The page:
Stu Holden is well on his way back to a full Bolton Wanderers return. The American midfielder has played over 60 minutes in a closed-door match recently and manager Dougie Freedman believes he can be ready for a mid-to-late January playing return.
We all know Holden's story by now but for those of you that have been in a cave, under a rock, or living in a submarine over the last three years, this is a brief recap of Stu Holden's time at Bolton Wanderers:
- January 25, 2010: Owen Coyle signs Stu Holden for Bolton Wanderers
- February 27, 2010: Holden makes full Bolton Wanderers debut
- March 3, 2010: Nigel De Jong breaks Holden's leg in a friendly between the United States and the Netherlands. The injury ends Holden's season.
- September 30, 2010: Holden signs contract extension at Bolton until end of 2012/2013 season
- March 19, 2011: Holden suffers knee ligament & bone damage in the Jonny Evans incident.
- September 20, 2011: Holden returns and goes the whole 90 minutes against Aston Villa in a League Cup clash
- September 28, 2011: Tests on Holden's knee reveal that screws from the initial Evans injury have caused further damage in his knee cartilage. Still out from this injury to this day.
One of the most important dates in the Stu Holden saga for Bolton Wanderers is March 3, 2010. That is the date that solidified Bolton's recognition of Holden's talents. Despite the fact that he had played a grand total of 245 minutes in a Bolton shirt, despite the fact that he had just suffered a broken leg, Bolton Wanderers offered holden a three year contract extension.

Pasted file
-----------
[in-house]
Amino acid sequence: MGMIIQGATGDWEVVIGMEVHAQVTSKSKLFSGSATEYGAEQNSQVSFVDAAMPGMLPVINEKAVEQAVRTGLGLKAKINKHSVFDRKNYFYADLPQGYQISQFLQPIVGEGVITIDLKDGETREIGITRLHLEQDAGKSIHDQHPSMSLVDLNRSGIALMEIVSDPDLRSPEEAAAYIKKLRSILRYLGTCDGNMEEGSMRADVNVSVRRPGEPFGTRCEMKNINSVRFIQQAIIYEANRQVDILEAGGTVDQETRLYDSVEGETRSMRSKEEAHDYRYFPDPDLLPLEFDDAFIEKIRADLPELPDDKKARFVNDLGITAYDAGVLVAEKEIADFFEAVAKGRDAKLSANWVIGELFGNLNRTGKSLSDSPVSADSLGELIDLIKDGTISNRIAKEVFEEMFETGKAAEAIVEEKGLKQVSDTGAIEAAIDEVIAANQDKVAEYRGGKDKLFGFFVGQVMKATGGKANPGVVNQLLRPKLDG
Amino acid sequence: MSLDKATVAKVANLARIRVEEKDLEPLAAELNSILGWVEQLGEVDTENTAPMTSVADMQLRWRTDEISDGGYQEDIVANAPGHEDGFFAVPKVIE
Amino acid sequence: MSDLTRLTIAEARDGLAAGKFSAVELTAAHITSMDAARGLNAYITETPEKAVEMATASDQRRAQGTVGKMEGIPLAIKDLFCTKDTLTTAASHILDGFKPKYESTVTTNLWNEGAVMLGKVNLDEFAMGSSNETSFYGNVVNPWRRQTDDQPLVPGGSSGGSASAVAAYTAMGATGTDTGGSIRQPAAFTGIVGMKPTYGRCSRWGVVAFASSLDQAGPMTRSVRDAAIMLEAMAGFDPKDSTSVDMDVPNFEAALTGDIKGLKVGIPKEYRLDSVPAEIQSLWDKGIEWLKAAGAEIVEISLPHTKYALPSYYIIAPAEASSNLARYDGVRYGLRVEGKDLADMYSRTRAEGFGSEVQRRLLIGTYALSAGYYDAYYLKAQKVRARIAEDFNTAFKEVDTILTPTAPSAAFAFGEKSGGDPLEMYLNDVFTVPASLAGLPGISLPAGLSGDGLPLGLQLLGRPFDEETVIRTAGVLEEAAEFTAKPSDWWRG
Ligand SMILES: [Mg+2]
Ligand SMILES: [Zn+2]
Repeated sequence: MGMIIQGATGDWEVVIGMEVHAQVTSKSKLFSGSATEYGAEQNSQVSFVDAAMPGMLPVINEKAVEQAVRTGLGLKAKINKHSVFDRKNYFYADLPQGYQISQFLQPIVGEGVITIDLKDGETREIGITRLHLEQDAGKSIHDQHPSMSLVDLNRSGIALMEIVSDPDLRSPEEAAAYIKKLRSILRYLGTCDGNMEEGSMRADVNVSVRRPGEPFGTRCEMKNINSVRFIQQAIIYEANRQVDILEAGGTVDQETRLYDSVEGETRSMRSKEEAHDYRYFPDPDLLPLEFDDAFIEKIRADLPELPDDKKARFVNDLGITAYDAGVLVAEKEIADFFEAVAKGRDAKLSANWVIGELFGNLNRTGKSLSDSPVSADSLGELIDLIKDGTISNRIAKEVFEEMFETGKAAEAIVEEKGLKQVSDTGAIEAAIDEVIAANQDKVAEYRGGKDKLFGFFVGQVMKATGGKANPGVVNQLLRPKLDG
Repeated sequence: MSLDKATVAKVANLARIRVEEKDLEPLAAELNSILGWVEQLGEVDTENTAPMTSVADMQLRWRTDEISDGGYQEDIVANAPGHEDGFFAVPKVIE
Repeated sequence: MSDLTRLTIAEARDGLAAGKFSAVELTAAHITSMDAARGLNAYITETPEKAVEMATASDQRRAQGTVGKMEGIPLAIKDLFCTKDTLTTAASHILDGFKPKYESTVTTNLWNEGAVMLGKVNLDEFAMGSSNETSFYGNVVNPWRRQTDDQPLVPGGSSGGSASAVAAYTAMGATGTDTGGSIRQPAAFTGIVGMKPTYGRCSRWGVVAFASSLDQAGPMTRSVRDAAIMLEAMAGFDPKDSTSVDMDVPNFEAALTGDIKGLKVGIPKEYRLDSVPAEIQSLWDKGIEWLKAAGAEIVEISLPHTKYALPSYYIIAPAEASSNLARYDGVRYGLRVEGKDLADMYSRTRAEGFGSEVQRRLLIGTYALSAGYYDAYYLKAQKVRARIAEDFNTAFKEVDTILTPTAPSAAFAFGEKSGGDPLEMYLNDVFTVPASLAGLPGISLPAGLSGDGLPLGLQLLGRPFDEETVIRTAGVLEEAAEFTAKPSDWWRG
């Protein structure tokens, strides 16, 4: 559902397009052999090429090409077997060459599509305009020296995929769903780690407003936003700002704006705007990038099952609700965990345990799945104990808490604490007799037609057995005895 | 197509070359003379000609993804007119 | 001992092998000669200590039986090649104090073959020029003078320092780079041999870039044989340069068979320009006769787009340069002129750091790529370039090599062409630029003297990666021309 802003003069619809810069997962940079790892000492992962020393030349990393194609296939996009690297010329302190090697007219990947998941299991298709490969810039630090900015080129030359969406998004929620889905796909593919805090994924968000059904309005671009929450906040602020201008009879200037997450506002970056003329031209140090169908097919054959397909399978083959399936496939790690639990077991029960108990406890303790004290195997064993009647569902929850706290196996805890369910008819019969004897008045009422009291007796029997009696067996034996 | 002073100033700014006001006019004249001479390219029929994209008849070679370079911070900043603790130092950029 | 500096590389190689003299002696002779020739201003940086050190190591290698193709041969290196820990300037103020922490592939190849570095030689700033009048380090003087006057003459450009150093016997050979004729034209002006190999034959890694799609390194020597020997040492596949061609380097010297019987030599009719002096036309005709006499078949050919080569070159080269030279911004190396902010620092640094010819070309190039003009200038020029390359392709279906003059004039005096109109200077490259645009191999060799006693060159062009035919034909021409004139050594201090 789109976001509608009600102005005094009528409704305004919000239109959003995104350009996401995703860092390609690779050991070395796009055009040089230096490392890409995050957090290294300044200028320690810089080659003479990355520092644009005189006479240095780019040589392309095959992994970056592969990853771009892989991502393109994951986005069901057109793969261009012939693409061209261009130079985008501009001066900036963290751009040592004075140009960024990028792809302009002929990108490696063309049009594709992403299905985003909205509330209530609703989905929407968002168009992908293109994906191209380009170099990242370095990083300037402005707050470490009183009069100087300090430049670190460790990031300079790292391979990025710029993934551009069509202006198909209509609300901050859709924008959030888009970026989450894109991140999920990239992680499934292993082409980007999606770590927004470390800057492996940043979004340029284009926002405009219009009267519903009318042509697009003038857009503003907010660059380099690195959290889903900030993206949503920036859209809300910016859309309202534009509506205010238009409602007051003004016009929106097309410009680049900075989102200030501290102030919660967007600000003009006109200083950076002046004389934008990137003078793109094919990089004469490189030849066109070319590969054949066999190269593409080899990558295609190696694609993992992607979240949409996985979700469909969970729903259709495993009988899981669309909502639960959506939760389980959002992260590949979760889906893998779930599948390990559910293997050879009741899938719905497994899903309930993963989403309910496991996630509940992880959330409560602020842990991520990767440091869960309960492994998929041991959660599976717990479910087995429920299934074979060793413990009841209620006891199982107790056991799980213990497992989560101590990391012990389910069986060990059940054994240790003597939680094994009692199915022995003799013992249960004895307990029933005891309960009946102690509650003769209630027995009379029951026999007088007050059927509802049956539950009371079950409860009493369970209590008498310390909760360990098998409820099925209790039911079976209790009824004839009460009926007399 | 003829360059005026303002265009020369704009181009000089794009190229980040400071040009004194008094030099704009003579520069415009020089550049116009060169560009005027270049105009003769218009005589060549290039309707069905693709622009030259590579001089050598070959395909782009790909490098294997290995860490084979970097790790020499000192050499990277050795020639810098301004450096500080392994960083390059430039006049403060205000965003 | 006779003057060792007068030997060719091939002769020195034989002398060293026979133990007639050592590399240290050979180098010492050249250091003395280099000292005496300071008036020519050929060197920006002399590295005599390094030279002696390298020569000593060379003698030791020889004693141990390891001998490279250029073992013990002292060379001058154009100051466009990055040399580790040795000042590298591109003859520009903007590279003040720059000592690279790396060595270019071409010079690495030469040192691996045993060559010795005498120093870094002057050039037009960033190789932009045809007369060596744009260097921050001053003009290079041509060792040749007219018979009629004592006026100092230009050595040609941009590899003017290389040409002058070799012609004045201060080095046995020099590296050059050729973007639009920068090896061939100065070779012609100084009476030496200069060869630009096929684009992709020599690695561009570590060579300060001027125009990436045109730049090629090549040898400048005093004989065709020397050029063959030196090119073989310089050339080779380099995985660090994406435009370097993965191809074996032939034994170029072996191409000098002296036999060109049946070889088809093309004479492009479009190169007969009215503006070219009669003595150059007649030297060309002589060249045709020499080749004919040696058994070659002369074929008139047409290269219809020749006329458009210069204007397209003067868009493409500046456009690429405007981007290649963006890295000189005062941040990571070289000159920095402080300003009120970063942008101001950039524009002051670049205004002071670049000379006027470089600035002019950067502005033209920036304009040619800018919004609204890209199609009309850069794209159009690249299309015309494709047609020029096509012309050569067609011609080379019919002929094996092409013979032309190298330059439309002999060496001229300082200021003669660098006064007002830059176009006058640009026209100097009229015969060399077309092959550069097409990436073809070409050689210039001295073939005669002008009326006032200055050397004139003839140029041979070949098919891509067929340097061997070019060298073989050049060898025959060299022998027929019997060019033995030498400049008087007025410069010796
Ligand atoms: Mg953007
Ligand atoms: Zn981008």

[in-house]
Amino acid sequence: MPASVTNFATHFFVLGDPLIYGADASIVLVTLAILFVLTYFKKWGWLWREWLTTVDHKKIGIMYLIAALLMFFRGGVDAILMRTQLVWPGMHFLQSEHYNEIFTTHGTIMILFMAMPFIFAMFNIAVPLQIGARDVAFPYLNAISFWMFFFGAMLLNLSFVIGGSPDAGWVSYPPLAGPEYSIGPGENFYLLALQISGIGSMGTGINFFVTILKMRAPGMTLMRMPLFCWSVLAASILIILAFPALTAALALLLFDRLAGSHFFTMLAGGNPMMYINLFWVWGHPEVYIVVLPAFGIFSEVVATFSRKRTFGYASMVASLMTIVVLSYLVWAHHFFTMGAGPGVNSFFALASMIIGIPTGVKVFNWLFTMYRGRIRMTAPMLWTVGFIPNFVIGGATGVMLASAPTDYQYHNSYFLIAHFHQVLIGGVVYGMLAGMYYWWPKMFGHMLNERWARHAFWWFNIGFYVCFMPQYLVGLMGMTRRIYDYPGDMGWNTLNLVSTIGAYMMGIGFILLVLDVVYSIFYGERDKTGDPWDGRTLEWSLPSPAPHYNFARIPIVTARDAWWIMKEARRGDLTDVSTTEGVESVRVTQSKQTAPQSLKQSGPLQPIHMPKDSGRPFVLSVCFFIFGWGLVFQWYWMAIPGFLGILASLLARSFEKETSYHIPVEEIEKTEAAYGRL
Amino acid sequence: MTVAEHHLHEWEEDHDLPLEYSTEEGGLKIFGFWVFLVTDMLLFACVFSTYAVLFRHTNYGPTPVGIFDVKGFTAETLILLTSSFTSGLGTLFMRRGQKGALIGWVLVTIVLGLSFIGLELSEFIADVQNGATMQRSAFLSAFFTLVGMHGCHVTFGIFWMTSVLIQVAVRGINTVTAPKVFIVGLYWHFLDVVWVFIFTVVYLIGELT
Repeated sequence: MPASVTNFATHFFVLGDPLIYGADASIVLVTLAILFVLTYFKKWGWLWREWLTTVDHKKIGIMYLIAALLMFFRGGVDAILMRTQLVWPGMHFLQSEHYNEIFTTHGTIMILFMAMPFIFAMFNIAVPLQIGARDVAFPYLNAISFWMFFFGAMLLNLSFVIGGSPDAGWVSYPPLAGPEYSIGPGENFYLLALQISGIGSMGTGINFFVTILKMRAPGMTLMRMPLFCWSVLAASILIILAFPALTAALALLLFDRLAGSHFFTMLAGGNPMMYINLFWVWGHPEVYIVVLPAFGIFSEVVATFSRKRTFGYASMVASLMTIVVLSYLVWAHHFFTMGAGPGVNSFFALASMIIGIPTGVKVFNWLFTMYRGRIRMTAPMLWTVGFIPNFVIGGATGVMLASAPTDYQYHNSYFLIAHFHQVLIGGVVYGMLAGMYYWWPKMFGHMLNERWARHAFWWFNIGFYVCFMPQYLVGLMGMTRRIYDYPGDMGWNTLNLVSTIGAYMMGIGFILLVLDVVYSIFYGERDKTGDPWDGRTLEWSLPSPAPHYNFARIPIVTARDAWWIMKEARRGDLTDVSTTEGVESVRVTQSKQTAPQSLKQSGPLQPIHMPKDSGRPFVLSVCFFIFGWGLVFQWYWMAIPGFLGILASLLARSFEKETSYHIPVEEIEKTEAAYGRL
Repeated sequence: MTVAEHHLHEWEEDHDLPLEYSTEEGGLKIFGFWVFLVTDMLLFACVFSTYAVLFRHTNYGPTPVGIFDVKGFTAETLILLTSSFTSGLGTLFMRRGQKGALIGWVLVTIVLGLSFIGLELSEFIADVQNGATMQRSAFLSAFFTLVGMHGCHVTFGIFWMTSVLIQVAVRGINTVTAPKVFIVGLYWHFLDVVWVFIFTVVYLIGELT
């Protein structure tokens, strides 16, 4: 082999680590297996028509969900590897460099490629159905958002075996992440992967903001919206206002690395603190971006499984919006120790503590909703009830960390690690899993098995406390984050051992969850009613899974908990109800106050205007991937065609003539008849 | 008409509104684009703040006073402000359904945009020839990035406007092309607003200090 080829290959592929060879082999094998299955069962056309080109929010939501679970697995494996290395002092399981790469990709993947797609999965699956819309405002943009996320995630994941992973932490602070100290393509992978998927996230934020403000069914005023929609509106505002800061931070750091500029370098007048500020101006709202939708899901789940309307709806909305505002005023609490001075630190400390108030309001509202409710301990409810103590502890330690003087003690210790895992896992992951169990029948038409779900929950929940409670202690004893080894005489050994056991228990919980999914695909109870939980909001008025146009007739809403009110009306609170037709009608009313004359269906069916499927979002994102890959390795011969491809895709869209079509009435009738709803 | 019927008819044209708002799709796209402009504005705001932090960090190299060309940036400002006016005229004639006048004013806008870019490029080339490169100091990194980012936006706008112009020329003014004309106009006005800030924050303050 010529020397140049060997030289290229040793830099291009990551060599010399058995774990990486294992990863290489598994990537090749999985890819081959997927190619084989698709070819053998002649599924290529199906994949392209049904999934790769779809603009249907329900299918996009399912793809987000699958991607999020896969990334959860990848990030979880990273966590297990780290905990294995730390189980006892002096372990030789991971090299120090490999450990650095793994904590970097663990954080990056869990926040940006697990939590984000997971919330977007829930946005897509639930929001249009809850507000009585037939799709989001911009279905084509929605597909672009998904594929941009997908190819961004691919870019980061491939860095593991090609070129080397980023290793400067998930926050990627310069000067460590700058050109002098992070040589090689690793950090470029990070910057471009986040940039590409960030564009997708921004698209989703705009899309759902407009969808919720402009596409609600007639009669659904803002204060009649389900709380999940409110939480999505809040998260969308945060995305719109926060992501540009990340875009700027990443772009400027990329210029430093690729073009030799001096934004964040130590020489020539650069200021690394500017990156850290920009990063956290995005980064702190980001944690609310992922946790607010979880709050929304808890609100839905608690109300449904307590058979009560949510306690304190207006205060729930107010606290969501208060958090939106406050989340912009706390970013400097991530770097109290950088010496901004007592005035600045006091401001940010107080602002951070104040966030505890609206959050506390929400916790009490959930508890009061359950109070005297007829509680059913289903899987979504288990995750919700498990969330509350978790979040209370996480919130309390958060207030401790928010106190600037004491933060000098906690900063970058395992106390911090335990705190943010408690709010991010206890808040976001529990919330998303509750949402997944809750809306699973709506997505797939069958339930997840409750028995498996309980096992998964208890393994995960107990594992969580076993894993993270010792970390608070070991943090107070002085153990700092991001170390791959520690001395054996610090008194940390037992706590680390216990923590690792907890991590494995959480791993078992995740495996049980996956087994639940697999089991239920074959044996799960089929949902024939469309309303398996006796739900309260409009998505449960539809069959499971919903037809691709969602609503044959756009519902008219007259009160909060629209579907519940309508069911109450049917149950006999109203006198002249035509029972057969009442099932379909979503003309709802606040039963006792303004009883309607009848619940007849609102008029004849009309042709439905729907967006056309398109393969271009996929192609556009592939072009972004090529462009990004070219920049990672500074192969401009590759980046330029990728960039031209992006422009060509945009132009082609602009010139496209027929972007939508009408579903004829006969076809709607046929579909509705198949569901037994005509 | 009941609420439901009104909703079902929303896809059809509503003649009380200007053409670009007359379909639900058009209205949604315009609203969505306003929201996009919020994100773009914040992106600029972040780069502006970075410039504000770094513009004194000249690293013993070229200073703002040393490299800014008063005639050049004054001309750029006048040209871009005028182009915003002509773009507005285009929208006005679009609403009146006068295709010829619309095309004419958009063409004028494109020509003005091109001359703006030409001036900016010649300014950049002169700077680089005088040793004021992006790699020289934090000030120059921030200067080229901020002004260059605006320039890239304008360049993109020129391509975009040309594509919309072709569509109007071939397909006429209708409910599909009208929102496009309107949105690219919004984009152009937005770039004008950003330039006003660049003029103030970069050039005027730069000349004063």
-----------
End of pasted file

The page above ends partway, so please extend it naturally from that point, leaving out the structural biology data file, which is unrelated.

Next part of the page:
If that doesn't scream "showing faith" then I don't know what does.
What that contract extensions means is that Holden's time at Bolton is over after this season.
Well, it's over unless he signs a new contract. We don't know if the Trotters' brass have offered Holden a new deal or if he is waiting to play his current deal out like he did with MLS, as illustrated in Josh Dean's excellent Howler Magazine piece on Holden:
...Holden became one of M.L.S.'s top attacking midfielders and turned down numerous offers to renegotiate his four-year contract for a fairer sum. "I wanted to play out the deal and go to Europe and make it where people said I wouldn't be good enough." So he just kept cashing those small checks and renting out rooms in his townhouse to teammates who were even broker than him - one of them was making $11,000 a year ("I felt bad asking him for rent.") - while waiting for someone in England to come calling...
Like the quote says, the reason he held out in Major League Soccer was to move abroad and get a chance to prove himself in a bigger league than MLS. We certainly hope that isn't the case here but those of us that have watched and waited for Stu Holden the last few years know that he is certainly good enough to play his trade at most of, if not all of the clubs in the Premier League.
To date, Holden has been under contract at Bolton wanderers for 2 years, 11 months, and 6 days. That's 1,071 days total. For more than half of that (over 1 year and 9 months), Holden was physically unable to lend Bolton Wanderers a helping hand (or foot). The thing is though, that Holden isn't injury prone. Both the leg break and knee injuries (and subsequent complication) were not his fault. It was not his body failing him in any way.
Many football fans, specifically American fans, will remember Oguchi Onyewu's injury. After an impressive season with Standard Liege and a good World Cup 2010 qualifying campaign with the US, Onyewu signed for AC Milan. While away on international duty, he landed awkwardly and ruptured his patellar tendon. The injury forced him to miss the rest of the qualifying campaign and the 2009/2010 season. Upon his return, Onyewu signed a one year extension with Milan and, at his request, took no salary for that season.
No one is expecting Holden to play for free. What the fans want is to see Stu Holden healthy and playing again. After showing so much promise and quality in the relatively little time he's had in a Bolton shirt, all the fans want to see is more of the American midfield dynamo.